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Fleet Building 101

Many thanks to the more than 100 people that contributed to this project.

The goal was to create an easy to follow checklist of things that every District and Fleet could do to stimulate growth. In order to do that, we had to simplify the findings and are just going to share the items marked as highest priority that are easy to do.
Once you have mastered this first step, there is a more advanced checklist that summarizes all the secondary things that Districts and Fleets should also consider. It is an overwhelming list that shouldn’t be undertaken without doing the high priority easy stuff first. Here is a link to that full checklist, including a tab for both Districts and Fleets. If you have questions, reach out to:

Districts (if you help to run a District, start here):

  1. Have the yearly regatta schedule locked in and on six months before the season starts (in US that is second week in December). The goal is for every fleet to host 1+ District regatta each season.
  2. Assign someone that will commit to weekly emails about upcoming events and to sending out results (usually a good responsibility for the District commodore).
  3. Create a list of alternative activities to do if the weather is not good.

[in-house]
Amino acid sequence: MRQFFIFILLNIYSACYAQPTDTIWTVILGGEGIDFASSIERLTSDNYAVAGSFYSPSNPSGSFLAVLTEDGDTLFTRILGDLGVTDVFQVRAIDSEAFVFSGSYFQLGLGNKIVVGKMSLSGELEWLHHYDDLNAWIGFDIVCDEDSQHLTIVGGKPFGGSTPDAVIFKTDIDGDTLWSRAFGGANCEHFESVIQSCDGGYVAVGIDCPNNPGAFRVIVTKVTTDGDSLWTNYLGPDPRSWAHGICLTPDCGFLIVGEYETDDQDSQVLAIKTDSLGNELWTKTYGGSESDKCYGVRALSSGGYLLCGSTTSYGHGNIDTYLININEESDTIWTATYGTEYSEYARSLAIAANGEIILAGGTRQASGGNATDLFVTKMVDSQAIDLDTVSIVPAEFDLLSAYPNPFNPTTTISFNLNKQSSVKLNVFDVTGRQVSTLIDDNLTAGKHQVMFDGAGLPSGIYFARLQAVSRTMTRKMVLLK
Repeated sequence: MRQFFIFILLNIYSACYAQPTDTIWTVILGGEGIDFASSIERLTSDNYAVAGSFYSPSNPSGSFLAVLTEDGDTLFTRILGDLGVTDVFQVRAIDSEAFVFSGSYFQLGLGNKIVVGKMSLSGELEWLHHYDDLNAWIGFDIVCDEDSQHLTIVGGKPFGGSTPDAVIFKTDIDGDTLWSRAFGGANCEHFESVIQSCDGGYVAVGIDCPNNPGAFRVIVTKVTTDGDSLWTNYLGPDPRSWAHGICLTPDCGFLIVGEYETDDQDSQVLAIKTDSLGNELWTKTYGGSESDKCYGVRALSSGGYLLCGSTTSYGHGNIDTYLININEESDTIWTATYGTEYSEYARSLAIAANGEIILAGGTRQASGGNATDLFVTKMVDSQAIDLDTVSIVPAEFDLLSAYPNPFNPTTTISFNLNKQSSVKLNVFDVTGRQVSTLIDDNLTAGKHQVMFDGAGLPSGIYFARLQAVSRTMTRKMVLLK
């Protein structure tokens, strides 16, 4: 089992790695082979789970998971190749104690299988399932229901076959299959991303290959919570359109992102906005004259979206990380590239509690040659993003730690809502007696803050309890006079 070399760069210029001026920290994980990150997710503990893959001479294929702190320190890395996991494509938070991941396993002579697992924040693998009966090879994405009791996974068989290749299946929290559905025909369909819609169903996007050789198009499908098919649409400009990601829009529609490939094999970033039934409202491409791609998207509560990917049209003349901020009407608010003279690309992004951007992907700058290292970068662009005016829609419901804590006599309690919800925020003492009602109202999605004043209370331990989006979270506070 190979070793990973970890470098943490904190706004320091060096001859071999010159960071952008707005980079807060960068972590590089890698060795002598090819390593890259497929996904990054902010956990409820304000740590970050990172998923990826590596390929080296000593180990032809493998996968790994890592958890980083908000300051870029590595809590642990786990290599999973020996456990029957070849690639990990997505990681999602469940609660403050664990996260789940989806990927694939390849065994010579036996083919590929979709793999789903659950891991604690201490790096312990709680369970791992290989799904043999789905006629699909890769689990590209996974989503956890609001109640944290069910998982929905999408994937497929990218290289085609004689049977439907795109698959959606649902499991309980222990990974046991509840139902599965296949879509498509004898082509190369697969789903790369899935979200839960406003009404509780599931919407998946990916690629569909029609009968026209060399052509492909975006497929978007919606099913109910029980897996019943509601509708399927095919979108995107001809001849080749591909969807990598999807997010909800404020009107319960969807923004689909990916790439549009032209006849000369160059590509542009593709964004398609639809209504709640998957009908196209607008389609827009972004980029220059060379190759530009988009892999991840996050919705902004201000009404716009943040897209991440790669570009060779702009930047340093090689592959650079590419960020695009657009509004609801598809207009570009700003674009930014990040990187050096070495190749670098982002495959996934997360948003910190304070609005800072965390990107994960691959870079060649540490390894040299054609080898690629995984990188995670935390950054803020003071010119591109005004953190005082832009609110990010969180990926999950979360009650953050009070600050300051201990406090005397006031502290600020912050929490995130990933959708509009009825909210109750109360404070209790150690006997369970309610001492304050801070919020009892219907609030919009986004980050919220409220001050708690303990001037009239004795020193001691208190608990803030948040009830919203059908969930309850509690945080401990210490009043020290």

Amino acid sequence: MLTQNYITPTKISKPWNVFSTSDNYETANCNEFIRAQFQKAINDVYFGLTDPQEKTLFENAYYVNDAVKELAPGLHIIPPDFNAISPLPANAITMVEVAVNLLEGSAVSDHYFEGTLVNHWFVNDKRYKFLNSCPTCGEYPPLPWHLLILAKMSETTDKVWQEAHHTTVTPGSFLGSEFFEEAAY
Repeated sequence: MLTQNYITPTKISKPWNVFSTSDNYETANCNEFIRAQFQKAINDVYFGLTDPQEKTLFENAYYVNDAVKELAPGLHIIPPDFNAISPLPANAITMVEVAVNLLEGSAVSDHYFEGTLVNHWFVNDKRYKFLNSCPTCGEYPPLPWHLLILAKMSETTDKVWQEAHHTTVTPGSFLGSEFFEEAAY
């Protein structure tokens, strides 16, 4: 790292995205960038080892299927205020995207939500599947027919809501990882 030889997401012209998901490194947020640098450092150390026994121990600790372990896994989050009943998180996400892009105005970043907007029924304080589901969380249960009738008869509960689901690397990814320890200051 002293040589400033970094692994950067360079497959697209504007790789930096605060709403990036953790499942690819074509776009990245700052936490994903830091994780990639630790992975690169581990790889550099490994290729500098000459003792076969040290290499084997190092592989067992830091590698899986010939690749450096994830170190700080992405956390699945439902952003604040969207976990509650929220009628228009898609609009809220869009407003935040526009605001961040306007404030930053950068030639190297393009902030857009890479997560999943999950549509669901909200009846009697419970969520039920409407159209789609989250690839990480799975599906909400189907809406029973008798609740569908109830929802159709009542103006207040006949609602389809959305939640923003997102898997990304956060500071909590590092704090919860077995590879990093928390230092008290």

Fleets (this is stuff every club/Fleet should do):

  1. Run weekly local races at your club.
  2. Assign someone to be the crew finding guru.& This is a time consuming job.  Rotate the position every year.
  3. Assign someone to manage post race socializing and debriefings. That person is responsible for making sure they happen and making sure that veterans and rookies are interacting.
  4. Encourage females to race. Try to get at least 35% of participants to be female.
  5. Encourage juniors to race. Try to get at least 35% of participants to be juniors.
  6. Designate at least two events during the year where the top teams split up and crew with the teams that are struggling.
  7. Offer a seminar yearly on how to pack and unpack a boat for travel regattas.
  8. Create a "young professionals" program that invites interns and new employees from local companies to crew (and later skipper). Most companies you reach out to will embrace this because they love having their staff interact socially outside of work.
  9. Create a list of alternative activities to do if the weather is not good.
  10. Designate certain dates every year for coaching. Make sure to cover tuning, boat speed techniques, and tactics.

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